Premise Liability Injuries


Premise liability law holds property owners responsible for making a reasonable effort to maintain a safe environment for those visiting their property. If an owner fails in their duty of care and a person is injured, the injured party may have a right to seek compensation for their loss by filing a premise liability lawsuit against the owner. Common premise liability claims include animal bites and slip and fall claims.

Who may recover compensation for their injuries?


Whether or not an injured party may recover compensation for their injuries will depend on state laws. For instance, some states will determine liability for injury based on the status of the visitor (whether they were a licensee, a trespasser, or an invitee).

For example, if a person is considered an invitee or a licensee the state assumes there is an implied promise that the property owner has maintained safe conditions on their property. Trespassers, however, may have no such implied duty of care owed to them, although state laws have determined that the owner cannot try to intentionally injure a trespasser. In fact, if the owner believes someone is likely to trespass they may be required to provide reasonable warnings of impending dangers.

Who is responsible for my injuries?


Before the court will determine who is responsible for your premise liability injuries they will review the facts of your case. For instance, were you a visitor, invitee, or trespasser? Was the injury foreseeable? Did the owner inspect their property and repair dangerous conditions or put up warning signs? What is the nature of the property?

For example, if you are visitor in a store there is a presumption that the property owner owes you a duty of care to ensure their property is safe and free from hazardous conditions. Failing to clean up spills in a timely manner, to install appropriate outdoor lighting, and to remove tripping hazards could be considered a failure of duty. If this failure caused injury or loss, the property owner may be held liable.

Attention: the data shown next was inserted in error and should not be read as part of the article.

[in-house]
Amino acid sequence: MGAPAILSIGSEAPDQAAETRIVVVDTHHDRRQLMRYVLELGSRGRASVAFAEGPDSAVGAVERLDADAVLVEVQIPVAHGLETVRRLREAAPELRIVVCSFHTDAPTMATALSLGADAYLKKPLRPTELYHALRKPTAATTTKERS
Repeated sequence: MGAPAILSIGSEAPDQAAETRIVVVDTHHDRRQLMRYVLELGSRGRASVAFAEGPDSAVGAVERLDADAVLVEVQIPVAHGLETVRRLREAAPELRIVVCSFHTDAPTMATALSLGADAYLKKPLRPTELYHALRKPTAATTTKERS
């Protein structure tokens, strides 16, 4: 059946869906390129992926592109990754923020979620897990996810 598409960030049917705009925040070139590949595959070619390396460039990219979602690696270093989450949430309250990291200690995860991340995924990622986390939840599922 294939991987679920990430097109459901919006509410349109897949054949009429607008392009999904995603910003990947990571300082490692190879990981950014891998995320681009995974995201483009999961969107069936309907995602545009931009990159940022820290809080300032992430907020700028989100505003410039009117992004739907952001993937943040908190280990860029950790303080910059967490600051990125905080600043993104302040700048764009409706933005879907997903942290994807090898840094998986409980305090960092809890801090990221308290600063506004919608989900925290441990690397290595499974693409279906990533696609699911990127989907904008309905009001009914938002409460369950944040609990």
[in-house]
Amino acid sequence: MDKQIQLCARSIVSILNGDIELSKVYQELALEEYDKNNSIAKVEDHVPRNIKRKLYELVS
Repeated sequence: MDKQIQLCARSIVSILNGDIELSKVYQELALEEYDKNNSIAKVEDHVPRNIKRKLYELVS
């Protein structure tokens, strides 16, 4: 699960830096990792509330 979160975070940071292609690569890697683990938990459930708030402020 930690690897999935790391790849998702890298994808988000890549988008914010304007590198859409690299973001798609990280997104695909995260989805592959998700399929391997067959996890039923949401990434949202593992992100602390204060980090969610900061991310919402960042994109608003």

Proving Premise Liability Case


Winning a premise liability claim will be similar to winning other types of injury claims. You must prove the owner owed you a duty of care, they failed to perform their duty, you suffered injury due to the breach of duty, and you suffered actual loss.

First, you will need to prove the property owner owed you a duty of care, which may require you to prove you were an invitee or a licensee. Next, you will have to prove the property owner not only knew about the condition, but they chose to ignore it, thereby shirking their duty. Finally, you will have to prove it was this breach of duty that caused your injury and you suffered actual loss.

For instance, if you slip and fall in a store and you can prove the store owner knew about the spill and failed to clean it up in a timely manner, you will still have to prove you suffered injury or loss from the fall to win your premise liability claim. If there is no injury or loss, you will not win your premise liability lawsuit.

Compensation paid for a slip and fall


Compensation for a premise injury lawsuit can include payment for medical costs, pain and suffering, and loss of current and future wages. As mentioned above, if you did not suffer injury or loss, you will not receive compensation.

Compensation can also be modified if you were partially to blame for your accident. In some states if your actions contributed to your own injuries you will not be entitled to any compensation; other states will allow you to receive compensation if your fault is less than 50%. Still other states will determine the fault of each party involved and award compensation accordingly.